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Does NIT Success Translate to Future Success? (Spoiler: Not really...)

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Hopefully this is a learning experience?

Photo by Streeter Lecka/Getty Images

It’s late March and I’m refreshing the tab I have open with the latest NIT bracket. This was not how I had planned to be tracking the Wolfpack at this point in the year, but here we are. The case has been made several times over that NC State shouldn’t have to be in this tournament, let alone a 2 seed (slap in the face, really), but credit this group for making the most of a sour situation. They could have packed it in and said deuces, we’ll see y’all in the fall.

Instead, they have rallied to win two games and reach the quarterfinals. Both opponents faced so far are admittedly soft compared to the ACC, but 7-seed Hofstra and 6-seed Harvard finished first and tied for first in the regular season in the CAA and Ivy League conferences, respectively. Apparently there’s a rule granting teams who win their conference regular season but not the conference tournament an automatic bid to the NIT. Who knew? This bid would never be used by a high major team since they’d get an at-large bid to the NCAA tournament, but it’s interesting.

The seeding in the NIT was somewhat favorable to NC State, and their quadrant (trigger word) of the bracket broke in their favor. Lipscomb beating UNC-G saved the Pack the embarrassment of playing a freaking road game in Greensboro. Plus Harvard beat Georgetown so we were spared 1,431 shots of Omer Yurtseven sitting on the bench.

So, even though it is far less than ideal that we have to be here at all, the path to the semifinals in the NIT is open for the Wolfpack. Playing in MSG would be a cool experience for the team. Plus there is the possibility State may play against two of their what-if coaches, Archie Miller and Shaka Smart. If the Pack manage to beat 5-seed Lipscomb (who also finished tied for first in the Atlantic Sun Conference), they would reach the NIT semifinals. How might that translate to potential success next year?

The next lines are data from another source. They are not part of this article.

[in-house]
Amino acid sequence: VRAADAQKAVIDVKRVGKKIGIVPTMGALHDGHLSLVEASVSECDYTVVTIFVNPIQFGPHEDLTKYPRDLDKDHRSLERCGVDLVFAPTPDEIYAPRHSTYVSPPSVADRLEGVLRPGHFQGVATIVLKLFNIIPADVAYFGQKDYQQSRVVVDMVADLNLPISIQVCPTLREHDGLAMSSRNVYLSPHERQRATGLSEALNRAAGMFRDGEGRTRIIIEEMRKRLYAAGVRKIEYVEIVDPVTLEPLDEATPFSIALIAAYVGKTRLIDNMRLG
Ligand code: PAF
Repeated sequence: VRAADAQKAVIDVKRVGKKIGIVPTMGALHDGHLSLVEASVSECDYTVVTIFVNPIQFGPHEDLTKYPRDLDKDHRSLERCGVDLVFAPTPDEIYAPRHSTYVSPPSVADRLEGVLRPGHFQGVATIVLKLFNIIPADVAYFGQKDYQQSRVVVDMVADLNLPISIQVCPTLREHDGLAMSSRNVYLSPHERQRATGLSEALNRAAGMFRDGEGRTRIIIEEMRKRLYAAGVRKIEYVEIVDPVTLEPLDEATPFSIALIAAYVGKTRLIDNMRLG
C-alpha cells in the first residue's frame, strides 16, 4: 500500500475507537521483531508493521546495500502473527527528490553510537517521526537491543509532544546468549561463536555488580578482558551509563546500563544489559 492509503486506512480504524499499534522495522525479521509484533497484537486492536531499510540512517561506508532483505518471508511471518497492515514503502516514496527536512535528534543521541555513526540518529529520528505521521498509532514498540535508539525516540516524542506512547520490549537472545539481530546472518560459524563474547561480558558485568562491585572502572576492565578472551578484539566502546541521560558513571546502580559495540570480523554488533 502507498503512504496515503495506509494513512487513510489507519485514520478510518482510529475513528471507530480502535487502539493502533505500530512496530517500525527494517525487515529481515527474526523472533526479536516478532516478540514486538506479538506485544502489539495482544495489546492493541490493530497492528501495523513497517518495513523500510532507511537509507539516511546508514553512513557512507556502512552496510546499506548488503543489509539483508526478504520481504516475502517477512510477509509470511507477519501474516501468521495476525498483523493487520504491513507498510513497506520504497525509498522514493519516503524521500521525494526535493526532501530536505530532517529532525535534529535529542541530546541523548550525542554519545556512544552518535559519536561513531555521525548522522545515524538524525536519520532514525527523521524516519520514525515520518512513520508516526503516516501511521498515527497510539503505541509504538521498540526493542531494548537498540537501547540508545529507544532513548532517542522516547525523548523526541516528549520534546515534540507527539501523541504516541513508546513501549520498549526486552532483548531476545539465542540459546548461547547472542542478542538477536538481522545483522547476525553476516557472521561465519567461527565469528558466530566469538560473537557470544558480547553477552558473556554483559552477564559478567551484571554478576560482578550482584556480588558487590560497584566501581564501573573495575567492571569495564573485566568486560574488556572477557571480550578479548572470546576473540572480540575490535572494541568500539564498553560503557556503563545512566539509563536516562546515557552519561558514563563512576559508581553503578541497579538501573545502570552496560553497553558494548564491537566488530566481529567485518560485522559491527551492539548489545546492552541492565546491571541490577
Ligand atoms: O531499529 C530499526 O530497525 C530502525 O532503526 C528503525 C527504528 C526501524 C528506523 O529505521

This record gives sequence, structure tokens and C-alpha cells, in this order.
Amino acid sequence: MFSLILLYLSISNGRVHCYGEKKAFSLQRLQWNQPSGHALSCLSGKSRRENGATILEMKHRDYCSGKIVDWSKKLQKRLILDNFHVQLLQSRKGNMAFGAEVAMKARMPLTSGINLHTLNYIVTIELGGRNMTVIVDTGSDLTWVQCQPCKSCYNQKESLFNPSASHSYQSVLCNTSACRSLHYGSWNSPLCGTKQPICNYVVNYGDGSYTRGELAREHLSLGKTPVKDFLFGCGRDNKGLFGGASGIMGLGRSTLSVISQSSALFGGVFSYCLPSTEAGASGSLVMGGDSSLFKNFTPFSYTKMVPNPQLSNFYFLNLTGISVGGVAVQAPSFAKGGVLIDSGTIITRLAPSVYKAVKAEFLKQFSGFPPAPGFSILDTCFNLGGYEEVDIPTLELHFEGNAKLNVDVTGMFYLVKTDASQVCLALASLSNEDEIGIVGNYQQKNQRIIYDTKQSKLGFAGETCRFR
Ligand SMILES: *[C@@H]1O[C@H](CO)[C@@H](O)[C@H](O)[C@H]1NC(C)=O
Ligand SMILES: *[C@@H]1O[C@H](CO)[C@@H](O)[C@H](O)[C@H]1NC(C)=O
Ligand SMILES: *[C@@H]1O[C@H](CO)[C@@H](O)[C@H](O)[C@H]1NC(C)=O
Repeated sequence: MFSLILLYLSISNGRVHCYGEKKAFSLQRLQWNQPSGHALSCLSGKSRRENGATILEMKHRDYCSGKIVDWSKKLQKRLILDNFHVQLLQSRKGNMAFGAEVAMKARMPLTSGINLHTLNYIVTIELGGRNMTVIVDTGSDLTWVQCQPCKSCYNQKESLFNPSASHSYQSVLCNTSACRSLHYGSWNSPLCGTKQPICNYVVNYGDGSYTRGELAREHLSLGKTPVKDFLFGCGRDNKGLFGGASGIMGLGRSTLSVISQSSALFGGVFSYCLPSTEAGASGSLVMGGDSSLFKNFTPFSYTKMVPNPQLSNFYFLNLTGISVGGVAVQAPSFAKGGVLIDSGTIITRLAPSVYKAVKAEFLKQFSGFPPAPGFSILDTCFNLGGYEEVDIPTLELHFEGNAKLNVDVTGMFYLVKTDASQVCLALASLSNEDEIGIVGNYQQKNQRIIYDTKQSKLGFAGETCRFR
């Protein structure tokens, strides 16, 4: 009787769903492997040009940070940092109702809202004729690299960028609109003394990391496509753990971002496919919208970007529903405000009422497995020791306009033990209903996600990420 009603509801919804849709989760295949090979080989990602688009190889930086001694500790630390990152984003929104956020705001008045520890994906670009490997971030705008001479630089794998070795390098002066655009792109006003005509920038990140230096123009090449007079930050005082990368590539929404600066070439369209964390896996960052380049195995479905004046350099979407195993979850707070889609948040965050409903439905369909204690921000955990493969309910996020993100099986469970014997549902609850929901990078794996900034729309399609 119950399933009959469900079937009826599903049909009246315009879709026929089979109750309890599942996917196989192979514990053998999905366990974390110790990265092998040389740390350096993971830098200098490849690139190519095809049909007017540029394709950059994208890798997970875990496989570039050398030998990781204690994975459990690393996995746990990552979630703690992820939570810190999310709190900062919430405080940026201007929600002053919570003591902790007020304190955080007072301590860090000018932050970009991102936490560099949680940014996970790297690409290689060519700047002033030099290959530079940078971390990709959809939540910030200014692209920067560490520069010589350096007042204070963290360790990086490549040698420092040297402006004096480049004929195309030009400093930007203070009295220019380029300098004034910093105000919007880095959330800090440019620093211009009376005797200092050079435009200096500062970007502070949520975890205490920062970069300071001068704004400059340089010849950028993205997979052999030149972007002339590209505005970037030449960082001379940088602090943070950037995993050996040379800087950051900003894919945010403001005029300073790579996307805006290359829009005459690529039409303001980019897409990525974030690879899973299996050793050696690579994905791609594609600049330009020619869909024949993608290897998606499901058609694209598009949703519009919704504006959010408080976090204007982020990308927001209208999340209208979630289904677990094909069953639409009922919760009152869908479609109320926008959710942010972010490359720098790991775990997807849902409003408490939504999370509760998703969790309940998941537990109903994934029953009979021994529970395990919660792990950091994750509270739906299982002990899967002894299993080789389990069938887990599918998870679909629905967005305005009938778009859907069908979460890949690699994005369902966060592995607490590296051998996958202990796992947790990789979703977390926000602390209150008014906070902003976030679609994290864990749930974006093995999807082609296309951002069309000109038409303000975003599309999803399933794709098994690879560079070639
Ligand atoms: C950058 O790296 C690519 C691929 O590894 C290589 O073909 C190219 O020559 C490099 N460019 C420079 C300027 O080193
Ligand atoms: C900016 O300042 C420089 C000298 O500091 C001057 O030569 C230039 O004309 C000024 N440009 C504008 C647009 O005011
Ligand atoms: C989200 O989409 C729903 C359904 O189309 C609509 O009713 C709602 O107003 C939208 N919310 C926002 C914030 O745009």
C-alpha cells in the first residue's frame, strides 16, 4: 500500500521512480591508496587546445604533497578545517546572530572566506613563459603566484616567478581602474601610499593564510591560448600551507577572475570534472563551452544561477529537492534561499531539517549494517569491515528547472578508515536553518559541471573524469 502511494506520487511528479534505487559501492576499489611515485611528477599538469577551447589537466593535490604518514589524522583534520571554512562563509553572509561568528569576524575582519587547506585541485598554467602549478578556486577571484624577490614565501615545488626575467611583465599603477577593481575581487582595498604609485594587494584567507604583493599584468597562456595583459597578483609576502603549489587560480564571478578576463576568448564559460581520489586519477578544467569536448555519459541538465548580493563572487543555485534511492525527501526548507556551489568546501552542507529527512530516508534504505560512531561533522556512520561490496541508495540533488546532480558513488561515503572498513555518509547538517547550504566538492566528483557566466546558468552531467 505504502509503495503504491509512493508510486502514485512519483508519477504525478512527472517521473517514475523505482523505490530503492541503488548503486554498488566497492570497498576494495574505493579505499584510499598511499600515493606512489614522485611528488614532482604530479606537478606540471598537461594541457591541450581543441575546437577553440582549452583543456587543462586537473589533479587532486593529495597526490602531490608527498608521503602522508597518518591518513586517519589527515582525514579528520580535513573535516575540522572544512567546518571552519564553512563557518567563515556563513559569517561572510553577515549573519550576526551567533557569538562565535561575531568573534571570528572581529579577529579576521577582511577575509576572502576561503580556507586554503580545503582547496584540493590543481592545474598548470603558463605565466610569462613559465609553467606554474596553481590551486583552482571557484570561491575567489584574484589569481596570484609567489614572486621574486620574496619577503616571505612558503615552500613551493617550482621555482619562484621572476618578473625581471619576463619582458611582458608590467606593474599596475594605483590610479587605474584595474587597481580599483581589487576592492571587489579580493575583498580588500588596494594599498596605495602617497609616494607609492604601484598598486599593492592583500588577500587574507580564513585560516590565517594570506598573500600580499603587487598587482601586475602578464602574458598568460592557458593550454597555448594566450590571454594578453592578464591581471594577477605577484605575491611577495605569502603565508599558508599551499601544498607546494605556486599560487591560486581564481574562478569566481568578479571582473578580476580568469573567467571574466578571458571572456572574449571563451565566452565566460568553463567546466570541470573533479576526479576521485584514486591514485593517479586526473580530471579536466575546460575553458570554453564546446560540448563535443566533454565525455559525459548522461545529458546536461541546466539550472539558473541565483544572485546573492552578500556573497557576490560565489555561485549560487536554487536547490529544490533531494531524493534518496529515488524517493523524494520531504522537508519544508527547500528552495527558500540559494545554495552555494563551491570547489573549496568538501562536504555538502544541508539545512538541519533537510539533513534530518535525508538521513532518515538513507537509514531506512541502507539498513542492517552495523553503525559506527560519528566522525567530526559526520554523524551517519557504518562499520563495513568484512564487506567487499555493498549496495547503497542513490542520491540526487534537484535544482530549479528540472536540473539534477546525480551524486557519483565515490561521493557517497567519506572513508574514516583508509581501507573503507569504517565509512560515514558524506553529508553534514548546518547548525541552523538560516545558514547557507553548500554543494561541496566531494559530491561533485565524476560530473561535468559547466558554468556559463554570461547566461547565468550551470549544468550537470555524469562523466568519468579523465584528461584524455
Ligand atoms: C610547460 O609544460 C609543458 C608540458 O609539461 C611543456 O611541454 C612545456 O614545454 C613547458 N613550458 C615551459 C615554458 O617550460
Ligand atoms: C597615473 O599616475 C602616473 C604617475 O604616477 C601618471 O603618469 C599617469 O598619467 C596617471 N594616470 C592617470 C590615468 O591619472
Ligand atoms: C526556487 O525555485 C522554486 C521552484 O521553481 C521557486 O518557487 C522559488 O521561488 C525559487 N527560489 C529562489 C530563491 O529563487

Below are the four semifinalists from the last five NIT’s, their record in that year and how they spun that NIT result into the following season. OBVIOUSLY THIS ASSUMES A WIN AGAINST LIPSCOMB. We all know who assumptions make asses out of, but Lipscomb is one of those schools I would quickly scroll past in NCAA Football when trying to get to the N’s for NC State. Based on that, the Pack should win. Not that logic has applied to this team this season or anything.

If you’re hoping the Wolfpack are going to springboard this current run to new heights next year, you may want to steel yourself now, as history is not on their side:

What did we learn?

  • Only 1 of the last 5 NIT champions made the NCAA tournament the next year.
  • Of the last 20 semifinalists, only 5 have come back the next year and made the NCAA tournament.
  • Of those 5, only 2 made it out of the first round, and only 1 made the Sweet 16.
  • Apparently there are fringe tournaments like the College Basketball Invitational (CBI), and Vegas 16. The latter actually only invited 8 teams, but like, on purpose? Then they like, didn’t do the tournament again? So weird.
  • The CBI selects 16 teams that are not selected for the NCAA Tournament or the NIT. Pretty sure I’d rather the team just ran pickup games against the student body in Carmichael at that point.
  • I’ve made myself even more depressed by trudging through these records of also-ran former bubble teams.
  • There’s a case to be made that NIT success results in a one+ year delay in success to come later, but the results are skewed to the P5 participants, and spotty still. And I’d hate to already be looking past next season.
  • This was all assuming a win against Lipscomb. If they lose, it would be a tad embarrassing, but also might not be the worst thing in the world. Teams that exited earlier in the NIT seem to be slightly more likely to make the NCAA the following year.

The primary narrative for the last week has been that this would be a good learning experience for this team. With the exception of Torin Dorn and Eric Lockett, this whole team is coming back next year (barring any WTF transfers/professional declarations). Playing more games is (read: should) be better than playing no games, right? The team gets a taste for what it takes to progress through a single elimination structure, and further develop chemistry they can take into the next year.

That’s the hope, at least. Based on the roster, and the fact that the ACC isn’t getting any easier, it might be a stretch to think this same group will drastically improve their standing next year. Cue Dennis Green. But at the very least moving up from a bubble team to a firm at large NCAA bid could and should be the expectation.

The name of the game in KKIAW Year 3 will be player development. The returning guys need to take a step up, if not a leap. The Wolfpack have a good duo of recruits coming in, with Manny Bates coming off injury. The roster may not be that different, but should sport upgrades at some key spots. Time will tell if these additions plus this NIT experience will result in future success, but Wolfpack fans are great at keeping the hope alive.